What Is Turmeric Good For?

Tips on Turmeric
Botanical name: Curcuma longa

Turmeric Nutrition Facts

There's no doubt that turmeric is one of the most highly prized spices in the world. Belonging to the ginger family, it has been used for thousands of years in India. By 1280, Marco Polo happened upon it, describing it as very similar to saffron.1

Ancient medicinal uses for turmeric include treating eye infections and dressing wounds, burns and bites. It's even used for treating internal conditions, such as digestive and respiratory ailments. Other industries, such as cosmetics and fabrics, found uses for turmeric as well.2

The name "turmeric" is derived from the Latin phrase "terra merita," which means "meritorious earth." Interestingly, the Sanskrit language alone has at least 53 words for turmeric as well.3

Health Benefits of Turmeric

Turmeric is loaded with essential minerals, including magnesium, potassium and calcium. It's also an excellent source of fiber and zinc, as well as vitamin C.4

While it's improbable that someone would ingest an entire ounce of turmeric in one sitting (although it would be completely safe), the nutritional aspects listed above can be easily obtained in this amount as opposed to a teaspoon, which accounts for almost nothing. A more reasonable serving is about 1 tablespoon, which communicates excellent phytonutrients.

Research has shown that turmeric may help manage irritable bowel syndrome,5 and improve skin conditions such as atopic dermatitis and psoriasis.6 More reported health benefits of turmeric include relief from joint pain, which results in reduced joint swelling and greater range of motion.7

Turmeric has been used as a powerful anti-inflammatory in Chinese and Indian medicine for millennia.8 Curcumin, the primary pharmacological agent in this spice, exhibited proven effects in this area that comparable to over-the-counter anti-inflammatory agents as well as some prescription medications.9 The safety of curcumin has been well-established as well. Reported side effects are minor and do not outweigh the potential it possesses.10

Research suggests that turmeric may also be helpful in lowering cholesterol levels, supporting cardiovascular health, relieving indigestion, improving liver function and even reducing your risk of Alzheimer's disease.11,12,13,14 Other possible benefits include the lowered risk of cancer and inhibited cancer cell growth — specifically cancer of the breast, colon, prostate, lung and childhood leukemia.15,16 You may refer to the table below to see what other nutrients turmeric has to offer:17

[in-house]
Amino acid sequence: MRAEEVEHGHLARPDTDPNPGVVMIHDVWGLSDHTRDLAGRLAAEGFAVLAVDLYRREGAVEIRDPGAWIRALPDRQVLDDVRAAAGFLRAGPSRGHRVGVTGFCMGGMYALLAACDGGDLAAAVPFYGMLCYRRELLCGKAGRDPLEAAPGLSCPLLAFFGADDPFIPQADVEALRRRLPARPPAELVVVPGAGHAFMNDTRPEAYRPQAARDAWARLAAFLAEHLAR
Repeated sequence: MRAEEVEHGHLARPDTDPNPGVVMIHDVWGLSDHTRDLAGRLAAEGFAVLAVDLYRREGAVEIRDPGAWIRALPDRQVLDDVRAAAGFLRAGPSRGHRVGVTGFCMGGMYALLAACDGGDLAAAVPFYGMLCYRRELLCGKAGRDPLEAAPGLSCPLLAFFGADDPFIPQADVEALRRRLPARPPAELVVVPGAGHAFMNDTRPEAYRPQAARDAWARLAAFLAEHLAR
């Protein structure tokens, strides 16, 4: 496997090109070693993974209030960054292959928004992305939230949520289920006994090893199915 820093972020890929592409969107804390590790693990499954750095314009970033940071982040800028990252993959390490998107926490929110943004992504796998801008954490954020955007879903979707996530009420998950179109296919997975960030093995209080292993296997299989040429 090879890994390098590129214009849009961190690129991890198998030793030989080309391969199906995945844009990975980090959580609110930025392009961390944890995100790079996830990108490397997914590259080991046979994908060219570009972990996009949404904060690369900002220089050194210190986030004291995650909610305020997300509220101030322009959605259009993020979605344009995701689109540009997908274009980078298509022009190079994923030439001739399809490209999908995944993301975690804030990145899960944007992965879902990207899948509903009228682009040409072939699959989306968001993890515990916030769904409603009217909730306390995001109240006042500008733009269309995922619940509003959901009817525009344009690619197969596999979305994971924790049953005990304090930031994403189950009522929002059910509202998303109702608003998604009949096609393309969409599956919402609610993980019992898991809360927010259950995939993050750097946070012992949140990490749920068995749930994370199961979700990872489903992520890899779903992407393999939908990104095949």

Turmeric Nutrition Facts

Serving Size: 1 tablespoon (9.4 grams), ground
    Amt. Per
Calories   29
Total Fat   0.30 g
Saturated Fat   0.17 g
Trans Fat   0.005 g
Cholesterol   0 mg
Sodium   2.54 mg
Total Carbohydrates   6.31 g
Dietary Fiber   2.13 g
Sugar   0.30 g
Protein   0.91 g
Vitamin A 0.416 mg Vitamin C 0.066 mg
Calcium 15.8 mg Iron 5.17 mg

Studies Done on Turmeric

One study noted that curcumin has several therapeutic effects, one being the inhibition of cancer cell proliferation. Curcumin was studied against triple-negative breast cancer (TNBC), which scientists noted has a poor prognosis. Researchers concluded that curcumin may help inhibit the proliferation of TNBC cells, possibly due to a change in the signaling pathway of the cancer's underlying molecular mechanism.18

Turmeric extracts were also tested and found to have skin-improving properties. In one study, extracts were used on ultraviolet radiation-damaged skin for six weeks. Scientists reported improvements in skin hydration and sebum content, along with possibilities that similar creams could be used in future photoprotective formulations.19

In another study, an ethanol extract of turmeric and curcumin ointment was found to produce significant pain relief in patients with external cancerous lesions.20

Turmeric Healthy Recipes:
Turmeric Cauliflower

Turmeric Healthy Recipes


1 head of organic cauliflower

1 tablespoon coconut oil

1 tablespoon turmeric

Pinch of cumin

Salt and pepper, to taste


For the Mediterranean Dressing:

3 tablespoons coconut oil

2 tablespoons lemon juice

2 medium garlic cloves, pressed or chopped

Salt and pepper, to taste


  1. Cut cauliflower florets into quarters. Let the florets sit for about five minutes to bring out the health benefits.
  2. Press or chop the garlic. Let sit for five minutes.
  3. Heat 5 tablespoons of broth in a stainless steel skillet on medium heat.
  4. When the broth starts to steam, add the cauliflower and turmeric. Cover. For al dente cauliflower, cook for no more than five minutes.
  5. Transfer to a bowl. For more flavor, toss the cauliflower with the remaining ingredients while hot.

(Recipe by Dr. Joseph Mercola)

Turmeric Fun Facts

Traditionally called "Indian saffron" because of its deep yellow color,21 turmeric has also been used throughout history as textile dye and as a cosmetic ingredient.22


This bright yellow spice, traditionally used as food and medicine, contains potent antioxidants and benefits that studies have shown may help lower the risk for diabetes, cancer and heart disease.

To get the most of what turmeric has to offer, use it to enhance many of the dishes on your table, such as fish (or any meat for that matter). Turmeric can also add delicious complexity to mashed dishes like potatoes or cauliflower, sautés with onions, broccoli, carrots or bell peppers, and can be used as a base for creamy vegetable dips, sauces and egg salad.

Be sure to choose full, organic turmeric rather than a curry blend, which has a negligible amount of healthy components.